We find it unnecessary to address this issue because the case must be re-tried. The district court has recognized the problem, and we are confident that it will carefully limit the admissibility of such evidence on retrial.


The plaintiffs have made a number of additional arguments. They contend that the district court erred by granting a directed verdict to defendant Copperloy, and a directed verdict to defendants Clark and Forklifts on the "sticking throttle" issue. They also argue that the district court erred by refusing to admit the two NCAD investigative reports, see supra n. 1; by refusing to admit into evidence the testimony of safety officer David Wile about his post-accident observations of the sticking throttle, see supra n. 1; and by eliminating the issue of retrofitting the forklift with a seat belt.


Contrary to plaintiffs' assertions as to the NCAD reports, plaintiffs did not offer these reports into evidence. Thus, the district court did not rule on their admissibility. Certainly, plaintiffs cannot attack a non-existent ruling on appeal. We have considered plaintiffs' arguments with respect to the testimony of David Wile, and conclude that the district court's ruling was well within the discretion afforded district courts in this area.3 As pertains to the district court's elimination of the retrofit issue, we note that the district court only eliminated the issue of failure to retrofit, and not the issue of failure to give a post-sale warning.4 Thus, Walton v. Avco Corp., 383 Pa.Super. 518, 557 A.2d 372 (1989), cited by the plaintiffs, is inapplicable. As to the retrofit issue, no Pennsylvania case has recognized a duty to retrofit, and, indeed, one Pennsylvania case has suggested that such a duty would be inappropriate under established principles of Pennsylvania law. See Lynch v. McStome & Lincoln Plaza Assoc., 378 Pa.Super. 430, 440-41, 548 A.2d 1276, 1281 (1988). Thus, we also affirm the district court's ruling on this issue.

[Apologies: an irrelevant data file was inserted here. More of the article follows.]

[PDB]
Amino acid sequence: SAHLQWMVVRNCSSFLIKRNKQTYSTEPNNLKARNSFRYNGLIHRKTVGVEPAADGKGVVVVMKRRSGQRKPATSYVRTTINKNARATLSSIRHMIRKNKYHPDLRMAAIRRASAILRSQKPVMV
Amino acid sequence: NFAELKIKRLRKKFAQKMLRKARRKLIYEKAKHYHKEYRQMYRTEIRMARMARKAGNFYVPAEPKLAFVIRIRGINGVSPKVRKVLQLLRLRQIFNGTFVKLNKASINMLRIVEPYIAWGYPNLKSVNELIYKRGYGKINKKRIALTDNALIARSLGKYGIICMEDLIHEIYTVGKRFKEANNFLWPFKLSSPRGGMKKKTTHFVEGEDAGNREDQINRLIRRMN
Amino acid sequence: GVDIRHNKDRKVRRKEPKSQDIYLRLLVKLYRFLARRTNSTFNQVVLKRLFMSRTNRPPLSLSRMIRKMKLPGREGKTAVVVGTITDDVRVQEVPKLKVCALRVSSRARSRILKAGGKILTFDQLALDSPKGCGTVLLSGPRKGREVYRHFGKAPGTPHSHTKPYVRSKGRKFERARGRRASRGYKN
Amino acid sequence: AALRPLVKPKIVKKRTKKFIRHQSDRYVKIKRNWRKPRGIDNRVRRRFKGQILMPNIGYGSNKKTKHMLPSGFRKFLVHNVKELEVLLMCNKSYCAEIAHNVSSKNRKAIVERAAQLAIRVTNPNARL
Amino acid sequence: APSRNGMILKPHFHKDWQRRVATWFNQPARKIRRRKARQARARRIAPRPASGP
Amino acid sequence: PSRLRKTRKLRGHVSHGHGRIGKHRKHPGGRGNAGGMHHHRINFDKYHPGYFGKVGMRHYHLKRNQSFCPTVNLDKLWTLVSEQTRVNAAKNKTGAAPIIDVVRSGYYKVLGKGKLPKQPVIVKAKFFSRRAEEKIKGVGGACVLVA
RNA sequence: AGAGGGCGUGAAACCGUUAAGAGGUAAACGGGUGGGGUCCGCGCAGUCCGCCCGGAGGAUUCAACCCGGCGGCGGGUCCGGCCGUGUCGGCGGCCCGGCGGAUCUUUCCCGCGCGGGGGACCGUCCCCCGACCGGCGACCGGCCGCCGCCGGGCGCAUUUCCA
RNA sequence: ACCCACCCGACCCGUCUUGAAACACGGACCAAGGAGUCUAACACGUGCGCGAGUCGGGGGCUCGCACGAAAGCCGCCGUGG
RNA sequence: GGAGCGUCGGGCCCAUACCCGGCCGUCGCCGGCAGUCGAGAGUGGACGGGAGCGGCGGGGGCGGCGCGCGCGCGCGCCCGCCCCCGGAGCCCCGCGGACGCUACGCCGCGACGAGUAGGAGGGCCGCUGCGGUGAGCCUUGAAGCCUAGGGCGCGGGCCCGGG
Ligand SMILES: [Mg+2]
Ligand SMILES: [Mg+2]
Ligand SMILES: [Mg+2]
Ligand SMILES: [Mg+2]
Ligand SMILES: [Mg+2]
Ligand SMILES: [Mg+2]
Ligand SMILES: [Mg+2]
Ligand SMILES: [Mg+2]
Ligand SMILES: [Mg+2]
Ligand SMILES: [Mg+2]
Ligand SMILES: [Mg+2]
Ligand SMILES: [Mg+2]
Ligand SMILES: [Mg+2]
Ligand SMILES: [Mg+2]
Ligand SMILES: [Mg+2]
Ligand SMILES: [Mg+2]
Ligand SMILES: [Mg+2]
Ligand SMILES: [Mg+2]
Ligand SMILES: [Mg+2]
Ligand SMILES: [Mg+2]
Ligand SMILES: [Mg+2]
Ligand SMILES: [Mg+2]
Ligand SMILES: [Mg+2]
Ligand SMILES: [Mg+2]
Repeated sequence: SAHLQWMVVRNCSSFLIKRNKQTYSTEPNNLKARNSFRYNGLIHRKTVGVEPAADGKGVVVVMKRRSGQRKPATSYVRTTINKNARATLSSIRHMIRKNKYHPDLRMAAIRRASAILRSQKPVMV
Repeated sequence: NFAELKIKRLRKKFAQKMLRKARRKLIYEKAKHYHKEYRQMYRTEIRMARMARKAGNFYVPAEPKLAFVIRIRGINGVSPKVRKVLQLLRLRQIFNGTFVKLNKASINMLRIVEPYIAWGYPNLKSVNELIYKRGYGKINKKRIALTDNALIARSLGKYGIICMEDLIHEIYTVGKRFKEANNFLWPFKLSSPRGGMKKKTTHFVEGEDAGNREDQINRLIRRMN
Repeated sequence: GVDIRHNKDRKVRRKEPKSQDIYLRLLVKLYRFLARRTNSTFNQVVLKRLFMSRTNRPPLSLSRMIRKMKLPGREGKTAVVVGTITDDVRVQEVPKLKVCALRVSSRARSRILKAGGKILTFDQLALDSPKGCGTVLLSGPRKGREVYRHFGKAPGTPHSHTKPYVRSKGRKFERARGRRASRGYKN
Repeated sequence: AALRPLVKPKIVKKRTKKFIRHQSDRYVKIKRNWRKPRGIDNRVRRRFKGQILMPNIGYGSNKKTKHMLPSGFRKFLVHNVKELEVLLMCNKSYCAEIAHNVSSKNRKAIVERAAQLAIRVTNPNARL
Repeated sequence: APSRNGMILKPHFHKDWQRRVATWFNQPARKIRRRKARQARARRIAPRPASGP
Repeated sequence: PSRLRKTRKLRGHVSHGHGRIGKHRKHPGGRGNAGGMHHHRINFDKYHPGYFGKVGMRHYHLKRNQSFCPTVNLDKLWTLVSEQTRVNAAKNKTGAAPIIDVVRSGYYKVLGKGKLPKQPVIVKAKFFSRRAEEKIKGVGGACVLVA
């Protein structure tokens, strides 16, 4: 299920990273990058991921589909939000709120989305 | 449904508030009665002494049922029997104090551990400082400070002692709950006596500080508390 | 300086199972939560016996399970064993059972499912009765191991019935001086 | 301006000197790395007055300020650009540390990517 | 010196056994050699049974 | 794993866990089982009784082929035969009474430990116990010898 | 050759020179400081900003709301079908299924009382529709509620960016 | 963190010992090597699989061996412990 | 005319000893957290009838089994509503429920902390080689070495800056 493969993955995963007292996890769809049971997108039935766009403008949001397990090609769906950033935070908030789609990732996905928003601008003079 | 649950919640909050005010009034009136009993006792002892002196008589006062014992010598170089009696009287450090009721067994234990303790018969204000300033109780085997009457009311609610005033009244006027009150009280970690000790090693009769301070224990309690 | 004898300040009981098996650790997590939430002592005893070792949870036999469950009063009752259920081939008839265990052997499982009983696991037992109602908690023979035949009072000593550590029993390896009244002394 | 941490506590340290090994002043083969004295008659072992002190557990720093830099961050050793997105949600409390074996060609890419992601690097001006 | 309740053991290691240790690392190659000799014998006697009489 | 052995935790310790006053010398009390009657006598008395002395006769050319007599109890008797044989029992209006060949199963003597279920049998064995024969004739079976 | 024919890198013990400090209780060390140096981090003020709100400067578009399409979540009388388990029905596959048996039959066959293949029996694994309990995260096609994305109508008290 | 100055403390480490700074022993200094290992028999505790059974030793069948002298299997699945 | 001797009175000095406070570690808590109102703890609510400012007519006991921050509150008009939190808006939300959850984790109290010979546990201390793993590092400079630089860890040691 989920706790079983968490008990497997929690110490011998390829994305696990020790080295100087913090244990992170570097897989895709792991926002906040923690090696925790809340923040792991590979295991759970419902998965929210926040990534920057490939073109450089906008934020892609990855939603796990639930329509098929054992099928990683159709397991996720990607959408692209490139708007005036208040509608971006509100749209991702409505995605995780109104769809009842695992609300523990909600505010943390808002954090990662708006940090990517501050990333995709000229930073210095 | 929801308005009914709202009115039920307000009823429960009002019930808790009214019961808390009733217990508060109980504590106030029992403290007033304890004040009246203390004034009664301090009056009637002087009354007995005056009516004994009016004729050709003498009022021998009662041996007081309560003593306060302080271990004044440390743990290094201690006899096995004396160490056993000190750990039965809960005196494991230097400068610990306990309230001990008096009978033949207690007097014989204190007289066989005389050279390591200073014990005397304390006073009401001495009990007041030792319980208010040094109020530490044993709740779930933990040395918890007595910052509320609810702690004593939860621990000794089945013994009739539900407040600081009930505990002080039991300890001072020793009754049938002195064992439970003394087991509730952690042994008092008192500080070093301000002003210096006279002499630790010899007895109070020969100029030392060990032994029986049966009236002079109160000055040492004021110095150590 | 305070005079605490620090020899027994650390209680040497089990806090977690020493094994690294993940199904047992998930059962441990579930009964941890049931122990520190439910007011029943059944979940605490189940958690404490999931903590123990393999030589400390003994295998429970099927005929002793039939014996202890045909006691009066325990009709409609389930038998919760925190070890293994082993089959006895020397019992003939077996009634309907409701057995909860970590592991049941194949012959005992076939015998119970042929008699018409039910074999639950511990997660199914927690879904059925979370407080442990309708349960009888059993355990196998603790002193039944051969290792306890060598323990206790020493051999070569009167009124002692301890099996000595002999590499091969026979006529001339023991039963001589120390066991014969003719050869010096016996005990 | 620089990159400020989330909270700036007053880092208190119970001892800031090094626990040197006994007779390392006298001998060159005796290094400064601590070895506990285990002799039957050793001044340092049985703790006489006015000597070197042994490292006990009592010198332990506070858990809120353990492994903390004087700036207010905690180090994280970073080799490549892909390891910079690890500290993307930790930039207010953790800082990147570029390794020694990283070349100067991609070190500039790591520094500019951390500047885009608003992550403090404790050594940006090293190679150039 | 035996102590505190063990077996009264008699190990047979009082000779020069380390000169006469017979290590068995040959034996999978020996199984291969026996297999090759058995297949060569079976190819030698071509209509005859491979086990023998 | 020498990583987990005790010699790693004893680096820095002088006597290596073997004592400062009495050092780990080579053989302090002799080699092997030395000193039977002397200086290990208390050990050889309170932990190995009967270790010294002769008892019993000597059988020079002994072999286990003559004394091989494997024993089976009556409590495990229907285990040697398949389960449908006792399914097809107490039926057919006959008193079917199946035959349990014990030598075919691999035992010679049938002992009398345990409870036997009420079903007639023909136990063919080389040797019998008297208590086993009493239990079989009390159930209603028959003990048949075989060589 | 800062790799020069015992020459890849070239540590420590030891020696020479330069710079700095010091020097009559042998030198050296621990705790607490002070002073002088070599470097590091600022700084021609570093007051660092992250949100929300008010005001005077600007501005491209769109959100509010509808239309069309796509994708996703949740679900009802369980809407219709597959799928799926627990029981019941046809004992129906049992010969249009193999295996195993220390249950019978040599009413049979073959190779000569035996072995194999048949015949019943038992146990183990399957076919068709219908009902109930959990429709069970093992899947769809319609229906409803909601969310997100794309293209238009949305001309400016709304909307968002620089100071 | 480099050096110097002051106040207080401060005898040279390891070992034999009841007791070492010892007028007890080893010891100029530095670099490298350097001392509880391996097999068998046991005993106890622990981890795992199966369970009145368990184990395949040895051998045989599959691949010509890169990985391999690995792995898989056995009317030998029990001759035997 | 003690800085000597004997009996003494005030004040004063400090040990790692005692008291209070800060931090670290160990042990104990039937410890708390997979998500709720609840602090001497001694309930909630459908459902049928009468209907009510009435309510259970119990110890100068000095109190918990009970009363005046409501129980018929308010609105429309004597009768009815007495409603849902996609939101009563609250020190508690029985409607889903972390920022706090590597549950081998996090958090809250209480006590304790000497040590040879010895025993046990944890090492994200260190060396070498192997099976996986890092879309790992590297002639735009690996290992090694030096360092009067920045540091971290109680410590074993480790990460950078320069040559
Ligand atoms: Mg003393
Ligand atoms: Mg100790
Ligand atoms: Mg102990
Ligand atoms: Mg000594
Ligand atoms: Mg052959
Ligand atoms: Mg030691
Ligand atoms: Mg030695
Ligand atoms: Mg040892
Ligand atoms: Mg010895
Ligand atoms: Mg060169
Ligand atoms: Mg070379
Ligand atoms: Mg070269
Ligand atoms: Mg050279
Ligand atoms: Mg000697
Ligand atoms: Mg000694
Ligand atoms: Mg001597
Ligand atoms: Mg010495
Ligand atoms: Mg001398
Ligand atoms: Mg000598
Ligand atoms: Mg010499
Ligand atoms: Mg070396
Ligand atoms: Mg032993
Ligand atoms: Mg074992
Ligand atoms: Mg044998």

With respect to the directed verdicts issues, we have reviewed the record and agree with the district court that, although plaintiffs did introduce extensive evidence at trial as to the fact that the forklift may have had a sticking throttle and that the mobile yard ramp may have been defective, they did not introduce any evidence from which the jury could reasonably infer that a sticking throttle or a defect in the mobile yard ramp caused John Habecker's death. Causation is an essential element of a products liability (or any other tort) action. The Restatement (Second) of Torts Sec. 431 (1965) provides that, at a minimum, the tortfeasor's actions must be shown to have been a "substantial factor" in bringing about the harm to the plaintiff. This section of the Restatement was adopted by the Pennsylvania Supreme Court in Whitner v. Lojeski, 437 Pa. 448, 456-57, 263 A.2d 889, 893-94 (1970). See also Takach v. B.M. Root Co., 279 Pa.Super. 167, 170-71, 420 A.2d 1084, 1086-87 (1980). Without introducing evidence of "substantial factor" causation, plaintiffs did not make out a prima facie case. Therefore, we cannot say that the district court erred in its granting of directed verdicts and we will affirm its decision.